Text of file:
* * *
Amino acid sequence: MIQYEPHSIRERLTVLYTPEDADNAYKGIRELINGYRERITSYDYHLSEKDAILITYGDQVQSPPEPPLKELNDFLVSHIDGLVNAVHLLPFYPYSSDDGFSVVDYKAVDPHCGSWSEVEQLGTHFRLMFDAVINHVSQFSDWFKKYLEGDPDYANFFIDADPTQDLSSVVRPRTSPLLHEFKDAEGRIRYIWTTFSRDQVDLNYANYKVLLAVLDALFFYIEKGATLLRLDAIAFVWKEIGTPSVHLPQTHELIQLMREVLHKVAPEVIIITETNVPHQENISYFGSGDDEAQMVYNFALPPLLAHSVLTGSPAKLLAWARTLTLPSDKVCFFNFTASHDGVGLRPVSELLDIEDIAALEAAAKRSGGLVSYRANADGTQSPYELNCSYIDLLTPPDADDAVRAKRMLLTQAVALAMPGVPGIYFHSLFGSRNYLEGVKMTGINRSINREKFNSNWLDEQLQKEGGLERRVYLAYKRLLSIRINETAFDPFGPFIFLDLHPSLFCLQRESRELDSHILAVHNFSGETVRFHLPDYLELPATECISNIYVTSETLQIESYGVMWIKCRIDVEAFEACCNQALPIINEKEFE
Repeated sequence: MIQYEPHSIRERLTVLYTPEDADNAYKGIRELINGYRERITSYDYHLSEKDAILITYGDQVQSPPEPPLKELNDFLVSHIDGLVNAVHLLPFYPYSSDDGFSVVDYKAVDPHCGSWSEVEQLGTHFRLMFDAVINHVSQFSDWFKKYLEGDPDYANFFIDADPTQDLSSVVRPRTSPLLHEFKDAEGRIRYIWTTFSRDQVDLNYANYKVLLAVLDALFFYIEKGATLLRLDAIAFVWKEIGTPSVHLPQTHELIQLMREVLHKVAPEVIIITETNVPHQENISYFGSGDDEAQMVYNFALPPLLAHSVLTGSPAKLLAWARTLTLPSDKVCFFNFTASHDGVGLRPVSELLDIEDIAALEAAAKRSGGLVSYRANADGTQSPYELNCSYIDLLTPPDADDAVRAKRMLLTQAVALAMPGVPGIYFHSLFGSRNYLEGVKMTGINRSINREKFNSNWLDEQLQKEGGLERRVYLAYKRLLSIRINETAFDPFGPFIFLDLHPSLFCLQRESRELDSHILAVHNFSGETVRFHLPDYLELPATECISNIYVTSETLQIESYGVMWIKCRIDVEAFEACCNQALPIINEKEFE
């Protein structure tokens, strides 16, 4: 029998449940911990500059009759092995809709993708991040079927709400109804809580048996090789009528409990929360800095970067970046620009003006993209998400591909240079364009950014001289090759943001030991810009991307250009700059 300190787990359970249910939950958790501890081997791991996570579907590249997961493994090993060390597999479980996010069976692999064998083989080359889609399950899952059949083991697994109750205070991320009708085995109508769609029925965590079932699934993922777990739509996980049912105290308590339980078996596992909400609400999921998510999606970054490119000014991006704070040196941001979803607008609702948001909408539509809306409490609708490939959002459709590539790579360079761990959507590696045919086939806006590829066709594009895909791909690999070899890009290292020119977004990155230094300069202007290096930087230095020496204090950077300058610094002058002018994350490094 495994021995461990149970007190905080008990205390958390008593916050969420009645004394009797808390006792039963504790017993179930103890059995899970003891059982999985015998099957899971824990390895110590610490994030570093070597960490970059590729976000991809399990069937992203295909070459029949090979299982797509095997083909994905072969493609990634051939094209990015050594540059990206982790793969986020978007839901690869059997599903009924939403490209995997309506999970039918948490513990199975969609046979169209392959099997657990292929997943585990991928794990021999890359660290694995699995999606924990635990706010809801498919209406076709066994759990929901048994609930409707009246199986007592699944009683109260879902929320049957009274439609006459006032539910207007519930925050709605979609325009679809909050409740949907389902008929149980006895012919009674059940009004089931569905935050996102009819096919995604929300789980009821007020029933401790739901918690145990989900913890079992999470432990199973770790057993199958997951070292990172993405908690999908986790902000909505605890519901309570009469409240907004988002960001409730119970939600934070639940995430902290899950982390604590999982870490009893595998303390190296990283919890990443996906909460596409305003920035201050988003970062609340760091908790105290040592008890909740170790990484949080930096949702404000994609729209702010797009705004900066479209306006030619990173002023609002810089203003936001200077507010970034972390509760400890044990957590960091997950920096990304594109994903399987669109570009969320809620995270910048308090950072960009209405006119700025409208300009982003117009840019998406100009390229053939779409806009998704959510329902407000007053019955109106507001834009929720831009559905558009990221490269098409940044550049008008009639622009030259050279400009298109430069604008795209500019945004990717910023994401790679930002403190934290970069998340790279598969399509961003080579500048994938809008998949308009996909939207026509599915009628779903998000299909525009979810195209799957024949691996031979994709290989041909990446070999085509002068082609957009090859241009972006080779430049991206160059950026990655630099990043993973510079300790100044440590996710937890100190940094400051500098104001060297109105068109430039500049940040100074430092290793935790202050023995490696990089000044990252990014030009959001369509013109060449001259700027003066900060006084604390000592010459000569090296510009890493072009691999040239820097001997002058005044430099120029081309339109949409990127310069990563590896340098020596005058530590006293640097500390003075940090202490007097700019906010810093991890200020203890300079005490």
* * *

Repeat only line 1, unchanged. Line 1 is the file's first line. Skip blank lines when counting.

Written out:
Amino acid sequence: MIQYEPHSIRERLTVLYTPEDADNAYKGIRELINGYRERITSYDYHLSEKDAILITYGDQVQSPPEPPLKELNDFLVSHIDGLVNAVHLLPFYPYSSDDGFSVVDYKAVDPHCGSWSEVEQLGTHFRLMFDAVINHVSQFSDWFKKYLEGDPDYANFFIDADPTQDLSSVVRPRTSPLLHEFKDAEGRIRYIWTTFSRDQVDLNYANYKVLLAVLDALFFYIEKGATLLRLDAIAFVWKEIGTPSVHLPQTHELIQLMREVLHKVAPEVIIITETNVPHQENISYFGSGDDEAQMVYNFALPPLLAHSVLTGSPAKLLAWARTLTLPSDKVCFFNFTASHDGVGLRPVSELLDIEDIAALEAAAKRSGGLVSYRANADGTQSPYELNCSYIDLLTPPDADDAVRAKRMLLTQAVALAMPGVPGIYFHSLFGSRNYLEGVKMTGINRSINREKFNSNWLDEQLQKEGGLERRVYLAYKRLLSIRINETAFDPFGPFIFLDLHPSLFCLQRESRELDSHILAVHNFSGETVRFHLPDYLELPATECISNIYVTSETLQIESYGVMWIKCRIDVEAFEACCNQALPIINEKEFE